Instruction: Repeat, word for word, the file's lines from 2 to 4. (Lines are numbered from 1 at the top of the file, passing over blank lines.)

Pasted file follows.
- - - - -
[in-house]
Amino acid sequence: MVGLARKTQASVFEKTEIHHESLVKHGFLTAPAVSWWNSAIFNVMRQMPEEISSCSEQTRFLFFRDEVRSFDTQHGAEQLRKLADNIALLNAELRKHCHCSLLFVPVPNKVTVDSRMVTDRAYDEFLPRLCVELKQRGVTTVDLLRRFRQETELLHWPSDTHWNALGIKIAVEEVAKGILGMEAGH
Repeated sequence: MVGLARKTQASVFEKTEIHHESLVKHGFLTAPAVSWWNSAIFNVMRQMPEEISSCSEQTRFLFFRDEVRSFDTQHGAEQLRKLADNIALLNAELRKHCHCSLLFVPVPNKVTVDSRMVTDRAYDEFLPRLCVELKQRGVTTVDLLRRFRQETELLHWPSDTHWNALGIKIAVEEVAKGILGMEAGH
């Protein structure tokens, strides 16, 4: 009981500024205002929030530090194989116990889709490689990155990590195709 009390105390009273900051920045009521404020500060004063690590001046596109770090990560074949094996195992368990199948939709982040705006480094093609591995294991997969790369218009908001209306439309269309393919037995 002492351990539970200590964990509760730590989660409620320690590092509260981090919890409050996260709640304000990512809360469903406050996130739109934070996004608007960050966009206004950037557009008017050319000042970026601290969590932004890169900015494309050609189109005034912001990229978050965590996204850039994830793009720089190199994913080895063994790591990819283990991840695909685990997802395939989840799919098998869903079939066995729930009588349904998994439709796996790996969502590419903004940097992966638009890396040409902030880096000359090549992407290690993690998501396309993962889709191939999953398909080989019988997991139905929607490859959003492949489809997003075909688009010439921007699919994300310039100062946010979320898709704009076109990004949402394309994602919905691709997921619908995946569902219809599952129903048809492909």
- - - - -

Amino acid sequence: MVGLARKTQASVFEKTEIHHESLVKHGFLTAPAVSWWNSAIFNVMRQMPEEISSCSEQTRFLFFRDEVRSFDTQHGAEQLRKLADNIALLNAELRKHCHCSLLFVPVPNKVTVDSRMVTDRAYDEFLPRLCVELKQRGVTTVDLLRRFRQETELLHWPSDTHWNALGIKIAVEEVAKGILGMEAGH
Repeated sequence: MVGLARKTQASVFEKTEIHHESLVKHGFLTAPAVSWWNSAIFNVMRQMPEEISSCSEQTRFLFFRDEVRSFDTQHGAEQLRKLADNIALLNAELRKHCHCSLLFVPVPNKVTVDSRMVTDRAYDEFLPRLCVELKQRGVTTVDLLRRFRQETELLHWPSDTHWNALGIKIAVEEVAKGILGMEAGH
């Protein structure tokens, strides 16, 4: 009981500024205002929030530090194989116990889709490689990155990590195709 009390105390009273900051920045009521404020500060004063690590001046596109770090990560074949094996195992368990199948939709982040705006480094093609591995294991997969790369218009908001209306439309269309393919037995 002492351990539970200590964990509760730590989660409620320690590092509260981090919890409050996260709640304000990512809360469903406050996130739109934070996004608007960050966009206004950037557009008017050319000042970026601290969590932004890169900015494309050609189109005034912001990229978050965590996204850039994830793009720089190199994913080895063994790591990819283990991840695909685990997802395939989840799919098998869903079939066995729930009588349904998994439709796996790996969502590419903004940097992966638009890396040409902030880096000359090549992407290690993690998501396309993962889709191939999953398909080989019988997991139905929607490859959003492949489809997003075909688009010439921007699919994300310039100062946010979320898709704009076109990004949402394309994602919905691709997921619908995946569902219809599952129903048809492909």